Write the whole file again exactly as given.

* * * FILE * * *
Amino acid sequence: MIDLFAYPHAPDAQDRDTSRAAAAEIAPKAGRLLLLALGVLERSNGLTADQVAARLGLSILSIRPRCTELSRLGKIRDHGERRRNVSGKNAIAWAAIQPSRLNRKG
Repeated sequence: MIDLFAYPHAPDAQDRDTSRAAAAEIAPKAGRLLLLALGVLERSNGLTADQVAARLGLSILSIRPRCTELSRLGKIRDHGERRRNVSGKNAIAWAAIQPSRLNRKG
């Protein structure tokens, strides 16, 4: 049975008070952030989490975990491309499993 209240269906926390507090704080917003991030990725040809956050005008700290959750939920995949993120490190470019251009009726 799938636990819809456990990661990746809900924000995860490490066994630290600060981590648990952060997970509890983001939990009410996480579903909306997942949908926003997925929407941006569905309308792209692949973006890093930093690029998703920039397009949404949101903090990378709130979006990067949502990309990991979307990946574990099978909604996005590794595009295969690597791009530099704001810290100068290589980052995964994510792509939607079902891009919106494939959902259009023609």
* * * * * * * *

Amino acid sequence: MIDLFAYPHAPDAQDRDTSRAAAAEIAPKAGRLLLLALGVLERSNGLTADQVAARLGLSILSIRPRCTELSRLGKIRDHGERRRNVSGKNAIAWAAIQPSRLNRKG
Repeated sequence: MIDLFAYPHAPDAQDRDTSRAAAAEIAPKAGRLLLLALGVLERSNGLTADQVAARLGLSILSIRPRCTELSRLGKIRDHGERRRNVSGKNAIAWAAIQPSRLNRKG
């Protein structure tokens, strides 16, 4: 049975008070952030989490975990491309499993 209240269906926390507090704080917003991030990725040809956050005008700290959750939920995949993120490190470019251009009726 799938636990819809456990990661990746809900924000995860490490066994630290600060981590648990952060997970509890983001939990009410996480579903909306997942949908926003997925929407941006569905309308792209692949973006890093930093690029998703920039397009949404949101903090990378709130979006990067949502990309990991979307990946574990099978909604996005590794595009295969690597791009530099704001810290100068290589980052995964994510792509939607079902891009919106494939959902259009023609």